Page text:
debug1: Remote protocol version 2.0, remote software version OpenSSH_5.3

There is a potential problem with AuthorizedKeysFile in that the default doesn't include the home folder. That means that it might be looking at a different .ssh folder, although a different site says that the default is actually ~/.ssh/authorized_keys.

I hope that we can diagnose this, because it's frustrating as heck.

Here's the file /etc/ssh/ssh_config from GoDaddy's server:

#	$OpenBSD: ssh_config,v 1.25 2009/02/17 01:28:32 djm Exp $

# This is the ssh client system-wide configuration file.  See
# ssh_config(5) for more information.  This file provides defaults for
# users, and the values can be changed in per-user configuration files
# or on the command line.

# Configuration data is parsed as follows:
#  1. command line options
#  2. user-specific file
#  3. system-wide file
# Any configuration value is only changed the first time it is set.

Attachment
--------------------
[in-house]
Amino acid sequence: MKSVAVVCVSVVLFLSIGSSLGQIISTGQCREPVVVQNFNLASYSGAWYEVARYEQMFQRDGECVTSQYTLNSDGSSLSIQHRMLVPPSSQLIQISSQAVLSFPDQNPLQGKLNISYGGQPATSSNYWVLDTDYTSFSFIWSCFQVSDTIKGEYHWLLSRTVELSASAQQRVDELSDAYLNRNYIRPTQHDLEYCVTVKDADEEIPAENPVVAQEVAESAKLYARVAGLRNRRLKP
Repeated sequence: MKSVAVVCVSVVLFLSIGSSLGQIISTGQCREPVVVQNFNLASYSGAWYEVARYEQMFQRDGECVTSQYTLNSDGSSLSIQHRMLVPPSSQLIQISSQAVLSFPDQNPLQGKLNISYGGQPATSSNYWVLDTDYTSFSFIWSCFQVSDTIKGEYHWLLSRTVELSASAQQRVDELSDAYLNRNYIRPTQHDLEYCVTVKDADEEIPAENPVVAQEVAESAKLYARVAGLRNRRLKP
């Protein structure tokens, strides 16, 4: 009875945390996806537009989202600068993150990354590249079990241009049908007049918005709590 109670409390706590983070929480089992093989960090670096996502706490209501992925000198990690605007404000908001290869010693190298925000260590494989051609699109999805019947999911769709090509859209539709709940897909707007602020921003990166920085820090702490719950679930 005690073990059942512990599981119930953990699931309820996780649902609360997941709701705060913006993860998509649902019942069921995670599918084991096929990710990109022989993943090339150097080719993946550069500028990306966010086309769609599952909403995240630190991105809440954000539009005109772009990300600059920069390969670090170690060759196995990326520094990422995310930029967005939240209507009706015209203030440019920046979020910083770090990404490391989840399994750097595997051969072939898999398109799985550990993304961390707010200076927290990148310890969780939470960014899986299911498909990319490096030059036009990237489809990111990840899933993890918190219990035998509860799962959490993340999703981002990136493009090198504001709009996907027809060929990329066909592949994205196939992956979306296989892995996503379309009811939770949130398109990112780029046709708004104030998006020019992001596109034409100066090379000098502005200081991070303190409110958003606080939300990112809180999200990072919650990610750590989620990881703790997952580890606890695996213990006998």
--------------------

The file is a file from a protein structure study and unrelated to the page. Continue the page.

# Thus, host-specific definitions should be at the beginning of the
# configuration file, and defaults at the end.

# Site-wide defaults for some commonly used options.  For a comprehensive
# list of available options, their meanings and defaults, please see the
# ssh_config(5) man page.

# Host *
#   ForwardAgent no
#   ForwardX11 no
#   RhostsRSAAuthentication no
#   RSAAuthentication yes
#   PasswordAuthentication yes
#   HostbasedAuthentication no
#   GSSAPIAuthentication no
#   GSSAPIDelegateCredentials no
#   GSSAPIKeyExchange no
#   GSSAPITrustDNS no
#   BatchMode no
#   CheckHostIP yes
#   AddressFamily any
#   ConnectTimeout 0
#   StrictHostKeyChecking ask
#   IdentityFile ~/.ssh/identity
#   IdentityFile ~/.ssh/id_rsa
#   IdentityFile ~/.ssh/id_dsa
#   Port 22
#   Protocol 2,1
#   Cipher 3des
#   Ciphers aes128-ctr,aes192-ctr,aes256-ctr,arcfour256,arcfour128,aes128-cbc,3des-cbc
#   MACs hmac-md5,hmac-sha1,umac-64@openssh.com,hmac-ripemd160
#   EscapeChar ~
#   Tunnel no
#   TunnelDevice any:any
#   PermitLocalCommand no